SESAY: Last word to you, Ryan, as we're talking about entitlements and that being the price, if you will, for the tax cuts.

PATEL: Well, you know, it's -- when you talked about infrastructure. And he's talked about the spending piece and we do have to look at it internally of how to appropriate properly.

So for me, it's going to be this year -- last year we were looking at tax reform.

Guess what, in business, it's always onto the next thing.

What are you doing next?

And this year, the tax reform was last year. So let's see what happens this year and trying to get the deficit.

SESAY: That was a very diplomatic answer.

VAUSE: Very diplomatic.


SESAY: Ryan Patel, I didn't know you had it in you. We very much appreciate it. Thank you for joining the party. You can come again.

PATEL: Thanks.

VAUSE: OK, Ryan, John, Caroline, good to see you. Thank you.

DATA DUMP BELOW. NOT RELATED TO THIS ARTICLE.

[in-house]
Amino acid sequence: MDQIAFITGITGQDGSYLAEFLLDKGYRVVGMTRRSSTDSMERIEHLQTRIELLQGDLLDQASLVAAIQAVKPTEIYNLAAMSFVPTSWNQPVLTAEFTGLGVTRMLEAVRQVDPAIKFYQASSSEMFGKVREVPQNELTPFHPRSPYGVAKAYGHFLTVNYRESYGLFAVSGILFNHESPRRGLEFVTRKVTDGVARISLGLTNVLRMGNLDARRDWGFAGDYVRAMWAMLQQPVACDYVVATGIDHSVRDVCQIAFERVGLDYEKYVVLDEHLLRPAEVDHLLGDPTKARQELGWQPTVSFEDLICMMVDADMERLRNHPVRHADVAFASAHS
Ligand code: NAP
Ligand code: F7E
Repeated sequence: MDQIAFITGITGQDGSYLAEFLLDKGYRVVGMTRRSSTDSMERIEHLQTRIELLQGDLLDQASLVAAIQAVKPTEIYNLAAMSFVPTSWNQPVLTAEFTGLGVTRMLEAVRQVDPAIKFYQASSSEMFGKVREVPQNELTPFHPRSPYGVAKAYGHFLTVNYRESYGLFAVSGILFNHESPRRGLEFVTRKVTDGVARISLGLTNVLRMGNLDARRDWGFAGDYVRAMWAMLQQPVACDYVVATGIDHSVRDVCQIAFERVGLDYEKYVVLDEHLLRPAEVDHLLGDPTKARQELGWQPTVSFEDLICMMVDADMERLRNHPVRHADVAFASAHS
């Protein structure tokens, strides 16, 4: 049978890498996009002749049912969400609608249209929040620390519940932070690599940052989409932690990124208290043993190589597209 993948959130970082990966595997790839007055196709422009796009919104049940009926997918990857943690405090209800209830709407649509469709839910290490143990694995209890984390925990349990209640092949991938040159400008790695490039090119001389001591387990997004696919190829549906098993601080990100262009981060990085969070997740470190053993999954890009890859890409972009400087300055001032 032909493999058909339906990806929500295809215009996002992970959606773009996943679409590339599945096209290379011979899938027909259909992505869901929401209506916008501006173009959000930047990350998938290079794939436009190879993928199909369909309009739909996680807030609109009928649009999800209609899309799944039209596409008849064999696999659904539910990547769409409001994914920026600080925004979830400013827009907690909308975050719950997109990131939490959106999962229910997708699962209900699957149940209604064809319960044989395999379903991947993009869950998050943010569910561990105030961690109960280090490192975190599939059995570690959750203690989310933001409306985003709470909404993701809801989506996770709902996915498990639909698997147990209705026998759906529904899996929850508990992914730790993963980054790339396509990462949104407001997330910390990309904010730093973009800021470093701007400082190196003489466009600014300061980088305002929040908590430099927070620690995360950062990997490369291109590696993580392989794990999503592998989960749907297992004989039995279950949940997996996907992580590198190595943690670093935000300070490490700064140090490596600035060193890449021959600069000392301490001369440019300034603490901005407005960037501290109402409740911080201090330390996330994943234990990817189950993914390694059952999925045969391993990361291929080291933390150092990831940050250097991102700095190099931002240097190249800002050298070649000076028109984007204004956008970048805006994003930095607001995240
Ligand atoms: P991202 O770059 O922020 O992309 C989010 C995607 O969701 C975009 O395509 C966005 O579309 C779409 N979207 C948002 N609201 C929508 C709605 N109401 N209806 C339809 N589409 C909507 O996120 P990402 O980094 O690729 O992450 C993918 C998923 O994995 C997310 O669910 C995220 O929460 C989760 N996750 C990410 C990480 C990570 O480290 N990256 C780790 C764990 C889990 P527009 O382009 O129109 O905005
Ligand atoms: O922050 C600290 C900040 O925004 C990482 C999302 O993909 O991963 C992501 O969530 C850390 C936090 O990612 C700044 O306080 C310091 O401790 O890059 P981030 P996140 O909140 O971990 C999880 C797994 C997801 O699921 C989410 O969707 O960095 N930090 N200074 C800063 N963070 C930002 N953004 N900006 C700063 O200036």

OK, when we come back, Donald Trump let's make a deal in his first State of the Union address. He's talking about immigration. And we'll tell you what he wants to do and the action he wants to take to Congress on immigration. That's next.

SESAY: Plus Yemen's fragile government faces a new threat, separatists who were once allies are now fighting for control of the country's interim capital. All the details. We'll break it down for you -- next.





SESAY: U.S. President Trump delivers his first State of the Union address, claiming credit for a booming economy and urging a spirit of unity and cooperation. A CNN poll conducted by SSRS shows 48 percent of Americans who watched the speech had a very positive reaction to the president's message; 22 percent, as you see there, had a somewhat positive response. And 29 percent had a negative one. All right.

Well, Mr. Trump went all in on one of the most divisive issues: immigration. He called on Congress to agree on a bipartisan reform deal. Last week, the White House proposed a path to citizenship for 1.8 million DREAMers in exchange for $25 billion for border security funding. The president says, protecting U.S. citizens takes priority.


TRUMP: The United States is a compassionate nation. We are proud that we do more than any other country anywhere in the world to help the needy, the struggling and the underprivileged all over the world.